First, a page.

Iz wey yuh talking bout(Trini slang)- What are you talking about(English translation
Bonjay lord(Grenadian slang)- Oh my! (English translation)
Slang-words that are not considered part of the standard vocabulary of a language and that are used very informally in speech especially by a particular group of people (Merriam-Webster Online Dictionary).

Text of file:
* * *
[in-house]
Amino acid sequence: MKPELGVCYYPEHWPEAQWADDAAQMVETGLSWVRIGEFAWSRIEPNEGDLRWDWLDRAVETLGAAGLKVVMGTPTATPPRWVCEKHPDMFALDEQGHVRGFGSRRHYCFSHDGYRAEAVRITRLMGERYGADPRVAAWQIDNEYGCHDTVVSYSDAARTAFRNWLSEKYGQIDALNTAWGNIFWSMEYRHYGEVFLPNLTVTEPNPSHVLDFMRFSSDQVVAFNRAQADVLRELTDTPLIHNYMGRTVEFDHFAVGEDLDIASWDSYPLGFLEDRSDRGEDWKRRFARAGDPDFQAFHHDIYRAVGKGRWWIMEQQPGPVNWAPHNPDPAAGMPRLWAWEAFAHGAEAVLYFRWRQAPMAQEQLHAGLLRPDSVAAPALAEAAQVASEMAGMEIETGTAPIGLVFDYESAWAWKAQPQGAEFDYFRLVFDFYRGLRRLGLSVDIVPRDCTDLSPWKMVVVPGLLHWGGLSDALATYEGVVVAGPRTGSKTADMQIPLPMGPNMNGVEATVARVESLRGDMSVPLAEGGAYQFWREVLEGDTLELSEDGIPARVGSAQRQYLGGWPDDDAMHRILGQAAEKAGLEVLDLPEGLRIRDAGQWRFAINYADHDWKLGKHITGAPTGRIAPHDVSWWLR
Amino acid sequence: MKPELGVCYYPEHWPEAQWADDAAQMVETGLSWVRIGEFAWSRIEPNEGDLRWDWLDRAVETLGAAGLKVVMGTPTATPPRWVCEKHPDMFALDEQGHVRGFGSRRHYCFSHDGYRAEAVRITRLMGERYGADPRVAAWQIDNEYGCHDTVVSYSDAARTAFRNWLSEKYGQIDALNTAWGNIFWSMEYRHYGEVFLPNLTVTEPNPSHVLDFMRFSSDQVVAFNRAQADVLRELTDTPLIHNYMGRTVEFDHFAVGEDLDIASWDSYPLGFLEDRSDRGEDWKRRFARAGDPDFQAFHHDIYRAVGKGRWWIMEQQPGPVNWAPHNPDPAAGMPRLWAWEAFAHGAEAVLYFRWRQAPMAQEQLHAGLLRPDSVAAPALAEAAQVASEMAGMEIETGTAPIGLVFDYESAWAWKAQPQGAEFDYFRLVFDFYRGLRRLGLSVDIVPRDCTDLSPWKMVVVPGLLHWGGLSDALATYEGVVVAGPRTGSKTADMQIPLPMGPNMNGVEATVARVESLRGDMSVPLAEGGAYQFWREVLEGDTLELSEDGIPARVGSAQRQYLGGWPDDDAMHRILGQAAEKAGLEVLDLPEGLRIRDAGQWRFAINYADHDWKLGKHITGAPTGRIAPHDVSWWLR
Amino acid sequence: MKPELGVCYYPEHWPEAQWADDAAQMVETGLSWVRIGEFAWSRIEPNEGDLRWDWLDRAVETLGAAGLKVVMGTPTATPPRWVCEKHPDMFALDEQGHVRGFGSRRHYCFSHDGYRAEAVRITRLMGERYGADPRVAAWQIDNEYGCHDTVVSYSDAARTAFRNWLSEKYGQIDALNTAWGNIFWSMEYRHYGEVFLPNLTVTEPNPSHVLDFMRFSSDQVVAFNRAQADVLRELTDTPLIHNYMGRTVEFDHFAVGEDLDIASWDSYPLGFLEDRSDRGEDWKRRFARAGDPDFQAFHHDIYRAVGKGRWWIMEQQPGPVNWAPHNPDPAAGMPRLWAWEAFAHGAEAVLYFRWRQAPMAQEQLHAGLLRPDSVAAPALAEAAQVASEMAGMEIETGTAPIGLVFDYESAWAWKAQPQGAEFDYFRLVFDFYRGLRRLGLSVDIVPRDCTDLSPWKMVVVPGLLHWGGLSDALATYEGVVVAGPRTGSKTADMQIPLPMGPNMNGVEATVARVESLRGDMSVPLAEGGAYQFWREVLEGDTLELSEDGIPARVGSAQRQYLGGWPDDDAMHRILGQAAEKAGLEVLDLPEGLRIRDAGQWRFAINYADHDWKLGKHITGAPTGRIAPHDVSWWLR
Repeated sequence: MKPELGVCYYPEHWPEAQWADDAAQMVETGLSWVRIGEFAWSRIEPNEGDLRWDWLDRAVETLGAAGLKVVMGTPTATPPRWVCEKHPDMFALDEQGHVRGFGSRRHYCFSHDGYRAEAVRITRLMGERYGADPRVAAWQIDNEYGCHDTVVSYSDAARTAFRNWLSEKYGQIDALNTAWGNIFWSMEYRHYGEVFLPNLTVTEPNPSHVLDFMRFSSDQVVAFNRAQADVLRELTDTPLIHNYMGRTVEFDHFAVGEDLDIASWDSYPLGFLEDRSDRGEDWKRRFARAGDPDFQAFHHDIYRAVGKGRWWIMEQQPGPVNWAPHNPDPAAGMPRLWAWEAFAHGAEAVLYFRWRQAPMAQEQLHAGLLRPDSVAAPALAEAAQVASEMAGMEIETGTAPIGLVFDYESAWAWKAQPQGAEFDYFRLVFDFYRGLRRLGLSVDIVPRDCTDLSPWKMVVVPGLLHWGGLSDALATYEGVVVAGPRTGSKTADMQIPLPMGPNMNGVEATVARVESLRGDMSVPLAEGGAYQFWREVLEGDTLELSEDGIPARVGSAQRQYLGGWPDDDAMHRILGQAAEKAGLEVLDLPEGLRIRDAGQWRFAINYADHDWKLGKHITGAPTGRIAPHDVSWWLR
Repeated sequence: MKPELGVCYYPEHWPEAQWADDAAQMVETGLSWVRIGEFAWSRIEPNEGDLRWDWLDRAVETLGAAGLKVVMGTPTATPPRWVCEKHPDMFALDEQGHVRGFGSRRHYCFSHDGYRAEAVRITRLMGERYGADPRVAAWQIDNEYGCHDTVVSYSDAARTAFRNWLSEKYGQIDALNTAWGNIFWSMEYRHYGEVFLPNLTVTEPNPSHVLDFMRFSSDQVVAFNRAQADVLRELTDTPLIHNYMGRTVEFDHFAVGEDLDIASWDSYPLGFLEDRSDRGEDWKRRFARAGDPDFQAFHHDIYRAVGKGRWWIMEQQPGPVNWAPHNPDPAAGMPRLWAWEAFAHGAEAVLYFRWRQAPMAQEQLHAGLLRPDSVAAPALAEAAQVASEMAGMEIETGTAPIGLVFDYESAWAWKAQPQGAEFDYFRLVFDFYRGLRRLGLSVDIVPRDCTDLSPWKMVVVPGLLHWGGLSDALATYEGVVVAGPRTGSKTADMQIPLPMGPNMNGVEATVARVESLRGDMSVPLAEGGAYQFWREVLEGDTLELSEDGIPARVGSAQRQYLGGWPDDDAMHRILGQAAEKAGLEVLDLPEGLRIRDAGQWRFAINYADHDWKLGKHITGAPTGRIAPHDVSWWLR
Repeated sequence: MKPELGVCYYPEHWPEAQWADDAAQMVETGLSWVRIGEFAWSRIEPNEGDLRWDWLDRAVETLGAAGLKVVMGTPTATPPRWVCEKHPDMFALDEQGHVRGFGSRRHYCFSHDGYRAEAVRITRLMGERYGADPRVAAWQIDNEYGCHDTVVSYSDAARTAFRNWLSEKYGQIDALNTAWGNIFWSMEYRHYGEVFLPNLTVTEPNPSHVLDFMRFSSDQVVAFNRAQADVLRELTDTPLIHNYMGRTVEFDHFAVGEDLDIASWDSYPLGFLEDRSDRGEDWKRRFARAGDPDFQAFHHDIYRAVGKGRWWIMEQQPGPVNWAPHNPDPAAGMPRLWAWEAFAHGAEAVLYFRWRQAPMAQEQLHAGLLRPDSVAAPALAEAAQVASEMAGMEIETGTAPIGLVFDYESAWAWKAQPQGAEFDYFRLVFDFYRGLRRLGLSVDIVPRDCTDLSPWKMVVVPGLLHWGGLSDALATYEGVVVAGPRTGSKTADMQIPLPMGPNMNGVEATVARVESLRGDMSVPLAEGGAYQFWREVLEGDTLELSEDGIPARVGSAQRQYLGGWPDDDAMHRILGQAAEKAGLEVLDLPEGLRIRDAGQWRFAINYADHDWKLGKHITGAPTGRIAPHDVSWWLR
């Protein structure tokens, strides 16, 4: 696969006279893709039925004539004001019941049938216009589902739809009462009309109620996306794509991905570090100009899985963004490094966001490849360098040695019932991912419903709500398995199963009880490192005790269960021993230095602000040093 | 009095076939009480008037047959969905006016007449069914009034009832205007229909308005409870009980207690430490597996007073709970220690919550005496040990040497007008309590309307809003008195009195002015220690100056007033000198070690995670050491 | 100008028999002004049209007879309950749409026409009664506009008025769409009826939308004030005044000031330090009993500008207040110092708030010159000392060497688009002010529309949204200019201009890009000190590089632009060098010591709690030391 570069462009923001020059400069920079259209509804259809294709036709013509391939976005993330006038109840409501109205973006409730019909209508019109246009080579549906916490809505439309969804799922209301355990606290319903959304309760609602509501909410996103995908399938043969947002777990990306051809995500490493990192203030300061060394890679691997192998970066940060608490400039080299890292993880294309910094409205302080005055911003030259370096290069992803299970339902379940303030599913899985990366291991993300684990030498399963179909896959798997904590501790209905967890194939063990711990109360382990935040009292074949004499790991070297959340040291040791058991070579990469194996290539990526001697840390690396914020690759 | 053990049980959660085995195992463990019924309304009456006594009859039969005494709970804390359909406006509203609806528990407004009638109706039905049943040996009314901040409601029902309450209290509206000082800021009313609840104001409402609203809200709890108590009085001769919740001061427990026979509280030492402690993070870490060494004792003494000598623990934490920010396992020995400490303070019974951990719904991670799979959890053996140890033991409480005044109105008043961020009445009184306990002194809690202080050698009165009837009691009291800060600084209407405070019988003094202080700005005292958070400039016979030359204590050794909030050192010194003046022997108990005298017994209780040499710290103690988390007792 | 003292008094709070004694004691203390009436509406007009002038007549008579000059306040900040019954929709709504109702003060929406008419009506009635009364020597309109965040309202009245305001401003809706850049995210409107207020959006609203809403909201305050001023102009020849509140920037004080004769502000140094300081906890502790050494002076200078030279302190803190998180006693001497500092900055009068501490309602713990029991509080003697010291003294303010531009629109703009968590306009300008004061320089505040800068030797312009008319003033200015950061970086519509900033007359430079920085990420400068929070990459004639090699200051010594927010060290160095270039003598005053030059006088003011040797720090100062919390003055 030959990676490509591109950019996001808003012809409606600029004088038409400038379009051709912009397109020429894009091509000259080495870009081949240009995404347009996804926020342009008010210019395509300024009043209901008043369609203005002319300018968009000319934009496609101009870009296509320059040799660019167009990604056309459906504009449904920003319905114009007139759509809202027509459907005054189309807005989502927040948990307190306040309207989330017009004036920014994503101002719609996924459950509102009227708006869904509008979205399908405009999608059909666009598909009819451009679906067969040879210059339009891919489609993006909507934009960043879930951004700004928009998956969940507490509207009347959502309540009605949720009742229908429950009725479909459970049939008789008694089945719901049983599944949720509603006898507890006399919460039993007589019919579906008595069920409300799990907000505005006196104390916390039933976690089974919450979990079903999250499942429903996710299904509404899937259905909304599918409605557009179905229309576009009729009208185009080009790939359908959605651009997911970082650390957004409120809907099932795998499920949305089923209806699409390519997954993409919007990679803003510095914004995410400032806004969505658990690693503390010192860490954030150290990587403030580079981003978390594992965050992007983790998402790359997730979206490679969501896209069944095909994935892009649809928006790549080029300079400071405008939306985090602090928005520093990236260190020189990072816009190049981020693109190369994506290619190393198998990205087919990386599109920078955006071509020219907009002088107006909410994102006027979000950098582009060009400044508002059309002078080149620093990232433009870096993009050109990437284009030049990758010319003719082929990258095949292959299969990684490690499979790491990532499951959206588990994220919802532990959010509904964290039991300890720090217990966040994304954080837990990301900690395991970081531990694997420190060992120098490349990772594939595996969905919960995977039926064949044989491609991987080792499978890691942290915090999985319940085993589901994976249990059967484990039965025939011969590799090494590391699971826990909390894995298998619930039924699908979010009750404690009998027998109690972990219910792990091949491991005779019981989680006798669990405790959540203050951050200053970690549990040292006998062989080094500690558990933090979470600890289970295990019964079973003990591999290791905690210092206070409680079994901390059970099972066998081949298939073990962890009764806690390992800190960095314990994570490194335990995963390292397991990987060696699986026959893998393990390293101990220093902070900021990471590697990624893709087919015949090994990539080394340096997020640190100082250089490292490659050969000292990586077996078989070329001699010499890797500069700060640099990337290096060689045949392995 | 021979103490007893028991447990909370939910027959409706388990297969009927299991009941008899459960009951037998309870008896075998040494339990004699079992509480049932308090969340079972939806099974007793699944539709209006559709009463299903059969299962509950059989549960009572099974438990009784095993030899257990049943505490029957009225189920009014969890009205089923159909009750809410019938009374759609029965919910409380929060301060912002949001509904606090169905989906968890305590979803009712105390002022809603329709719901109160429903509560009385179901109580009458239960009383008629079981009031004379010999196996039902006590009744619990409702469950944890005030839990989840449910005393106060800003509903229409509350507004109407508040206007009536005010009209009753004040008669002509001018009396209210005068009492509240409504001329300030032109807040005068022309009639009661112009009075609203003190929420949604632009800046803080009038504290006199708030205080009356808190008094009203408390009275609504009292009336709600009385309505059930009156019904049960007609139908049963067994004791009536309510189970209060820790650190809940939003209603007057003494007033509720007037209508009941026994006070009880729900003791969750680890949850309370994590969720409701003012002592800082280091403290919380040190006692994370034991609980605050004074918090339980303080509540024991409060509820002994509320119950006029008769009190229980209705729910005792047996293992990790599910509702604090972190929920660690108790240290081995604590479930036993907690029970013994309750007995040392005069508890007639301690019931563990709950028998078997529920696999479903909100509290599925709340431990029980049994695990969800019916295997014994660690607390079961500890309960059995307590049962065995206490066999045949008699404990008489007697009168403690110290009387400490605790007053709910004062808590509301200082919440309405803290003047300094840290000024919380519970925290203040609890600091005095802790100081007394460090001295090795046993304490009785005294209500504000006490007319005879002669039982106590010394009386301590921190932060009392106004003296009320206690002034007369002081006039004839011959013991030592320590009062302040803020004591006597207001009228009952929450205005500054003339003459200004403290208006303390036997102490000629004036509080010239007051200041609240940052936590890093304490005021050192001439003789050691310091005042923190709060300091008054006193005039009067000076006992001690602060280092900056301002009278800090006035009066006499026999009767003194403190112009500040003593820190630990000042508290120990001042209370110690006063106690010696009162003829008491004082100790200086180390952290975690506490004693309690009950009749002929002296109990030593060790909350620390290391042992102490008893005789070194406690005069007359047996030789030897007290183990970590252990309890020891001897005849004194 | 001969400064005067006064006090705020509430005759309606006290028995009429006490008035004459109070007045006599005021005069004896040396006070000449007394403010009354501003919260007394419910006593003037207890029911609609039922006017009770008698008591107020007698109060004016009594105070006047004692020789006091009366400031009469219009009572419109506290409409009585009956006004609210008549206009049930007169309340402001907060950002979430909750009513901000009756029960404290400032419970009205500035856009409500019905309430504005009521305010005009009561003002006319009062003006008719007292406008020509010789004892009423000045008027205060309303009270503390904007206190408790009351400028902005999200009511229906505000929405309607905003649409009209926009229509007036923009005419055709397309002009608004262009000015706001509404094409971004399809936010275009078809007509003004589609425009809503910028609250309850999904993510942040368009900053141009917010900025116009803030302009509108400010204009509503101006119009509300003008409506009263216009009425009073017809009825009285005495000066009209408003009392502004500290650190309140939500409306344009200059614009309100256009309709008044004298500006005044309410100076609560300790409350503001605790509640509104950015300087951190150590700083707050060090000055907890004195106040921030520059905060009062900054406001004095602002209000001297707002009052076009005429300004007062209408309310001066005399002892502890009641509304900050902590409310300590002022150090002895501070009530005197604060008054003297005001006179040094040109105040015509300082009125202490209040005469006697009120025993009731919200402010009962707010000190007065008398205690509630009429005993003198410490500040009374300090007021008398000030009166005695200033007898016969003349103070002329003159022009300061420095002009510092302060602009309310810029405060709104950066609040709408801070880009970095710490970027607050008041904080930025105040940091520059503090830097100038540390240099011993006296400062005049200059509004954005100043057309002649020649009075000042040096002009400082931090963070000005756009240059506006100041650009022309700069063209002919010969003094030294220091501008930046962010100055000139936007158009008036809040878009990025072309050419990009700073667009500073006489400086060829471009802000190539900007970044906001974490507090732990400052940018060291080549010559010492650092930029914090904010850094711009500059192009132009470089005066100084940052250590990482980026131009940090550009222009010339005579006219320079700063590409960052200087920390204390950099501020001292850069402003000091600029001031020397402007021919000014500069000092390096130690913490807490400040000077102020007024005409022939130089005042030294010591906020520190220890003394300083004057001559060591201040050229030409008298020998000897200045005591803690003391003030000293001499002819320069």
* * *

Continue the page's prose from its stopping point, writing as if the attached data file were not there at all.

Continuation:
Slangs have been a part of the language of many cultures ever since the development of oral culture. I personally love learning and using new slangs-whether in context or not. But of all the countries in the world, Trinidad and Tobago has to be first in the running for the craziest slangs I’ve ever heard. From ‘outta foil’ to ‘iz wey,’ ‘jux’ to ‘BT’, there’s just so many of them. Grenada has slangs as well. Most of them are borrowed but some are leftovers of the French Creole we once spoke on island. The remnants of the Creole have left slangs like Bonjay, Oui and others. When placed next to each other, the Trini’ list comfortably outdoes Grenada’s. These slangs, jargons, creole, or whatever you want to call it makes these islands what they are! So, on this journey, I’ve learnt that Trinidad and Tobago is not only the land of bacchanal, food and fete, but also the land of slang.